“As a result of the relationships formed with the Farnsworth students, many are participating in the Wednesday night program and some are even bringing their parents,” said Richard Voth, Minister of Worship & Creative Arts at First Covenant Church of St. Paul. “Forty percent of the cast from Farnsworth have signed up to go for the first time to Covenant Pines Bible Camp this summer. God is at work!”
The Gallery joins with local grade school
One of the Northwest Conference’s newest churches, The Gallery Covenant Church in St. Paul, has begun a relationship with the Barack and Michelle Obama Service Learning Center, a grade school in the church’s neighborhood. The Gallery has made a bold commitment to move 35 percent of its offerings outside its doors to serve its local community. The largest part of this giving will be going to the Obama school.
Pastor Brad Kindall, the son of public school teachers, felt early on a financial and people-power investment in one of the local schools would be one of the best ways to let the local community know his new church was there to serve. The Gallery’s first investment will be purchasing what is called a Peaceful Playground for the Obama school. The school had applied for a grant to purchase the playground, but was disappointed to see the funding fall through. Principal Lori Simon told Pastor Kindall the teachers were “jumping up and down” when they heard The Gallery had stepped in to help.
In addition, The Gallery community will be investing volunteer hours tutoring students in reading, serving at evening school events, gardening with the second grade classes, and providing monthly treats for the faculty and staff.
“Over 90 percent of the students at this school are living at or below the poverty line. We feel honored to be able to serve Jesus in this way,” Kindall said. “Five years from now, just imagine the stories we’ll be able to tell of God’s handiwork!”
Prairieview Covenant Church sends bears to Haiti
Six-year-old Josh Mottl was watching the news about Haiti’s earthquake in January when he felt very strongly that children in Haiti needed stuffed animals to comfort them. He stood up in Prairieview Covenant Church in New Richmond, WI, two weeks in a row and told of his project and asked people to help.
Josh and his family could never have imagined what would come from that request for the church people to help him. The New Richmond News came to his house and interviewed him for a front-page article in mid February. He collected 530 animals and had calls from as far away as Barron and Ladysmith, WI, for donations.
At Midwinter, Nancy King, wife of Prairieview pastor Rudy King, went to the World Relief meeting on Haiti and was able to connect with the Rev. Ed Carey of Kingdom Covenant Ministries, in Miami, FL. They have many Haitians in their congregation and they are able to get things to the people of Haiti. Volunteers from Prairieview mailed 12 large boxes of animals to Miami in early March. It has been fun to see what God can do with a small child’s dream.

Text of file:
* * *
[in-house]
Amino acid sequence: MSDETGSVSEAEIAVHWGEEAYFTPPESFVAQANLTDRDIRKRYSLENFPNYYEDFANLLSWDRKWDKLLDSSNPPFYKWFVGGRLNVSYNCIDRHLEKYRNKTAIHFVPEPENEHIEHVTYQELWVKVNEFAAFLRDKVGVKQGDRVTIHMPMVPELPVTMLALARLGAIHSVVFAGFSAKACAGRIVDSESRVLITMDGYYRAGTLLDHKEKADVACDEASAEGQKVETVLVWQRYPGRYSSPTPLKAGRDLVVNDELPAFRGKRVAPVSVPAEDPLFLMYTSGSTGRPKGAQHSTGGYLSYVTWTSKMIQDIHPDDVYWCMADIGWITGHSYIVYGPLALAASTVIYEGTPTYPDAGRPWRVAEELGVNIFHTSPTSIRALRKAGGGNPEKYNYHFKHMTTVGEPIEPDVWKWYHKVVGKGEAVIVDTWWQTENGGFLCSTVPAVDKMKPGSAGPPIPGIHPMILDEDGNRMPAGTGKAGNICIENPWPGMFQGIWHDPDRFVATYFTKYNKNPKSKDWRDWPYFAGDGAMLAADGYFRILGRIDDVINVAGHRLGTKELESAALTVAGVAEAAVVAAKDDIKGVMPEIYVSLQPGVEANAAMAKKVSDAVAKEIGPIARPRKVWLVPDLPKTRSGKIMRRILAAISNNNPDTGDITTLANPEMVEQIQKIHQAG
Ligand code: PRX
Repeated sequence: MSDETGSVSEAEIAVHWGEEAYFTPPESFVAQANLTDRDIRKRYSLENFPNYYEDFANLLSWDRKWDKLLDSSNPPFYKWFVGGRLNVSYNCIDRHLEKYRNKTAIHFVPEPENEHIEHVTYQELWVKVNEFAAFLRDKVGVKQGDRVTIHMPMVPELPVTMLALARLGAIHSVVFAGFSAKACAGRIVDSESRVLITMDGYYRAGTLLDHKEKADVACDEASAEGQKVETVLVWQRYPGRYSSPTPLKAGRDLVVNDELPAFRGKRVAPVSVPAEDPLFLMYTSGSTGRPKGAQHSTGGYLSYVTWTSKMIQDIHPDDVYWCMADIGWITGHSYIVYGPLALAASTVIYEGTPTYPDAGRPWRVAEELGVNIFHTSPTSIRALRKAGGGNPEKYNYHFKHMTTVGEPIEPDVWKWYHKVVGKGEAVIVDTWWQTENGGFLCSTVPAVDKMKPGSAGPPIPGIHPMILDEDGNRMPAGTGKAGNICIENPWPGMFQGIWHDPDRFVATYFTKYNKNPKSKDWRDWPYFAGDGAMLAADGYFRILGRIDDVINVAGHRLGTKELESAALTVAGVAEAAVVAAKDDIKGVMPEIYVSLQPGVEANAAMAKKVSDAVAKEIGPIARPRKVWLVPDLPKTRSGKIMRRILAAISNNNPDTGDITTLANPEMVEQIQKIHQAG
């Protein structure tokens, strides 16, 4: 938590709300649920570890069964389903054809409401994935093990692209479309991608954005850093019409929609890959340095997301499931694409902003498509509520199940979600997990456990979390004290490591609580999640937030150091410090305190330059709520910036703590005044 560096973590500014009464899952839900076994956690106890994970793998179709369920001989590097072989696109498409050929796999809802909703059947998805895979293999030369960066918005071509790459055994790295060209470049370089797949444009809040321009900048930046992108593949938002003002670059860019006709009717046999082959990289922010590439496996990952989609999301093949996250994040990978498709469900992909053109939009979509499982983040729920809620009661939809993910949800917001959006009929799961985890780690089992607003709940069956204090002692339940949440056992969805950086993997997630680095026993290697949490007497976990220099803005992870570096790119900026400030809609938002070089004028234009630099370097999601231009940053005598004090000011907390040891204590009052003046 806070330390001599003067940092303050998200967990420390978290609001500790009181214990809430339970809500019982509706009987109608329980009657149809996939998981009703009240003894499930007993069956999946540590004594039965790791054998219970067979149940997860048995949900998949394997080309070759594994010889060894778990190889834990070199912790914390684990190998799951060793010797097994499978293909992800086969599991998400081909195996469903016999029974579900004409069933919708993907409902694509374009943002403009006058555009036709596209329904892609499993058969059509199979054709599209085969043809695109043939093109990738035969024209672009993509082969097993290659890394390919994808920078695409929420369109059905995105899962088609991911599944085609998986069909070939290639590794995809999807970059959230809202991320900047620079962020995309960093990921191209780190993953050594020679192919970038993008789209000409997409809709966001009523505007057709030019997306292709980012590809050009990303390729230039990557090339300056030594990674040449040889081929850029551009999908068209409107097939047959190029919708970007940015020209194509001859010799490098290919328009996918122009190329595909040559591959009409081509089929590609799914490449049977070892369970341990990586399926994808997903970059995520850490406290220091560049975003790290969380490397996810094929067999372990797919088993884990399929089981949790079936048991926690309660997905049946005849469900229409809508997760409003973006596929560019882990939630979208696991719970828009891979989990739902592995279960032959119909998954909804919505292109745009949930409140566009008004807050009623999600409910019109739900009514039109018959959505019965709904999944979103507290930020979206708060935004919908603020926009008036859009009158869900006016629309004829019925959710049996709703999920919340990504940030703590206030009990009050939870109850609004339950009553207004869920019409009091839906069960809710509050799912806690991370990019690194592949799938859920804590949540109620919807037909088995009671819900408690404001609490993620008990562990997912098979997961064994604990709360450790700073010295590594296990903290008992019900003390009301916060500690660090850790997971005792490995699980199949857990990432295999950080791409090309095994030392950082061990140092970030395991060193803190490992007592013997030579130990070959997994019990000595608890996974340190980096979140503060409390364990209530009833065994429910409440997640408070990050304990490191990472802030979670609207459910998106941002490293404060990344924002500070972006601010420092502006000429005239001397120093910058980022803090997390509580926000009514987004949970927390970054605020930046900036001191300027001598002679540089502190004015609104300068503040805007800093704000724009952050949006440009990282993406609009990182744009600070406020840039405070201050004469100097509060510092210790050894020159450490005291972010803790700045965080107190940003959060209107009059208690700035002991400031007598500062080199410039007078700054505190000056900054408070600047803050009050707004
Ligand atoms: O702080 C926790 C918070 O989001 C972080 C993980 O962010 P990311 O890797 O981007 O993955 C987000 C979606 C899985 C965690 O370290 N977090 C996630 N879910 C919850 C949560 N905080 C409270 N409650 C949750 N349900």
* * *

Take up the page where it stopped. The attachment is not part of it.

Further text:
Zion Covenant hosts baseball bat giveaway
On Dec. 24, 2009, Zion Covenant Church joined forces with Rally Sporting to give away 120 personalized baseball bats to kids who might not otherwise have received a Christmas gift. The giveaway was the idea of Randy Hartl, who owns Rally Sporting with his wife Anita. Randy’s co-worker, Lowell Peterson, is a member of Zion Covenant Church and led the effort to raise funds to support the initiative.
Each child was given a tour of the plant where the bats are made and then invited to sign their names to be laser inscribed on their bat. The highlight of the event was the presence of Minnesota Twins batting coach Joe Vavra, a childhood friend of Randy Hartl’s. Joe was available for pictures and conversation and distributed some bats at Children’s Hospital on Christmas Day. Plans are underway to repeat the giveaway this Christmas.
First Covenant Church in Willmar, MN, opens its doors
Situated about 2 hours west of the Twin Cities, First Covenant Church in Willmar, MN, is also seeing its ministry context shift. According to the U.S. Census Bureau, Kandiyohi County is 9.7 percent “persons of Hispanic or Latino origin,” compared with a statewide average of 4.1 percent. The city of Willmar itself is closer to 15 percent Hispanic or Latino. First Covenant Church in Willmar is at the beginning of considering God’s will for Hispanic ministry within the congregation. One year ago, the congregation became aware of a Hispanic church called Templo Mahanaim Asamblea de Dios that desperately needed a place to meet.
“Where they were meeting they had no heat and the temperature in the building was in the 30s,” said Dan Johnson, senior pastor of the church. First Covenant leaders met with the Hispanic church’s pastor and wife, Hector and Sara Pinochette, and worked out a free facility sharing deal. “We just wanted to help them out until they could get their feet underneath them,” Johnson said.
Over the past year, the two congregations have begun to interact through shared meals, a few joint services, and collaboration during a summer outdoor service. Johnson has also formed a close friendship with Pastor Pinochette. “The benefits for us have been subtle, but powerful. We have had the opportunity to extend grace and love to our Hispanic brothers and sisters and to rub shoulders with them,” Johnson said. “Hispanic ministry now has a face and names and is up close and personal, whereas before it was simply a people group. That reality, in and of itself, is huge.”
Johnson hopes that bridging the cultural divide between congregations will only continue as church leadership considers the future of Hispanic ministry at First Covenant in Willmar. “I think God has been preparing us for Hispanic ministry in our community through this relationship with Mahanaim that otherwise would not have happened,” Johnson said. “We continue to pray and seek God’s leading.”